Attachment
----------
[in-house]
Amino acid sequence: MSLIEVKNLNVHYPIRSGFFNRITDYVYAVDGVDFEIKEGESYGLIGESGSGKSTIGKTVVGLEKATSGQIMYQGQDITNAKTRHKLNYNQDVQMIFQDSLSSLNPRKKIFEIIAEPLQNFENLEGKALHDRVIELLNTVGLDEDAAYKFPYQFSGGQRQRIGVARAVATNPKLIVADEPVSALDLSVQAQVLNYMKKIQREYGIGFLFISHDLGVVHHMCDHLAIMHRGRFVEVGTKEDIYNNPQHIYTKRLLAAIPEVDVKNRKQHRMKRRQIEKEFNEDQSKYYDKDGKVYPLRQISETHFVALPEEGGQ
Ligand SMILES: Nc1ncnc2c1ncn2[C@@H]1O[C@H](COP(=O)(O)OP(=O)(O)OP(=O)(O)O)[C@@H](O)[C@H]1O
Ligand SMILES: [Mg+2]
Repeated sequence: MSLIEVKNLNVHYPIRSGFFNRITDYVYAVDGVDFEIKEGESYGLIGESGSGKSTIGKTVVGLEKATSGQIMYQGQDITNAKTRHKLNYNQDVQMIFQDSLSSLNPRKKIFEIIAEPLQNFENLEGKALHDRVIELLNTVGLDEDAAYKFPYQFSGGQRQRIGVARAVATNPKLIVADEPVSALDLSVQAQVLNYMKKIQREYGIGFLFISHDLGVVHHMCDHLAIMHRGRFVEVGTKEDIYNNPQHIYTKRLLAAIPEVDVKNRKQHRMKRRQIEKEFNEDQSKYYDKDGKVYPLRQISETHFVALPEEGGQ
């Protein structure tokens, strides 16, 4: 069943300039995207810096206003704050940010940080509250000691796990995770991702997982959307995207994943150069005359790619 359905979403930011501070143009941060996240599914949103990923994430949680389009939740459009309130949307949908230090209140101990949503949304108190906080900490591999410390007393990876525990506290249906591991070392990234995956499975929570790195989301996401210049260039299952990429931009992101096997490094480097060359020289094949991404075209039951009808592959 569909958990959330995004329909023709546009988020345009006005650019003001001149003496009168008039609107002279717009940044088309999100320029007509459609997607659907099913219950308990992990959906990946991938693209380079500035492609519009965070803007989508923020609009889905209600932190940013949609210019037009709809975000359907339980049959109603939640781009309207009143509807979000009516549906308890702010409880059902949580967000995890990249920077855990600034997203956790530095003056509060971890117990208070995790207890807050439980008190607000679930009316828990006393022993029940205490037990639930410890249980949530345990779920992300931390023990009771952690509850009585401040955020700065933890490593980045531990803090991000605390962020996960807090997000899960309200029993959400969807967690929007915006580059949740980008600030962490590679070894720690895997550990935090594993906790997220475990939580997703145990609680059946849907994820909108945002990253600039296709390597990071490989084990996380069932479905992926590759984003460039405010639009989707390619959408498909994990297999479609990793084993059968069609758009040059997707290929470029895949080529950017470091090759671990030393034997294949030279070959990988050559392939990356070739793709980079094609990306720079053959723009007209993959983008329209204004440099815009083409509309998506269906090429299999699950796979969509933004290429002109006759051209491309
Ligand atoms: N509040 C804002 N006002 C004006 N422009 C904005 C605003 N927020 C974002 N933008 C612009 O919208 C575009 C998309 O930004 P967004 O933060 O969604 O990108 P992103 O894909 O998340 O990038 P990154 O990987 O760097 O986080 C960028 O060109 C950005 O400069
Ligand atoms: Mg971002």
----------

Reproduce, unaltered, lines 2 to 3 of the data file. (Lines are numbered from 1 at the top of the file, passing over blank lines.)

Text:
Amino acid sequence: MSLIEVKNLNVHYPIRSGFFNRITDYVYAVDGVDFEIKEGESYGLIGESGSGKSTIGKTVVGLEKATSGQIMYQGQDITNAKTRHKLNYNQDVQMIFQDSLSSLNPRKKIFEIIAEPLQNFENLEGKALHDRVIELLNTVGLDEDAAYKFPYQFSGGQRQRIGVARAVATNPKLIVADEPVSALDLSVQAQVLNYMKKIQREYGIGFLFISHDLGVVHHMCDHLAIMHRGRFVEVGTKEDIYNNPQHIYTKRLLAAIPEVDVKNRKQHRMKRRQIEKEFNEDQSKYYDKDGKVYPLRQISETHFVALPEEGGQ
Ligand SMILES: Nc1ncnc2c1ncn2[C@@H]1O[C@H](COP(=O)(O)OP(=O)(O)OP(=O)(O)O)[C@@H](O)[C@H]1O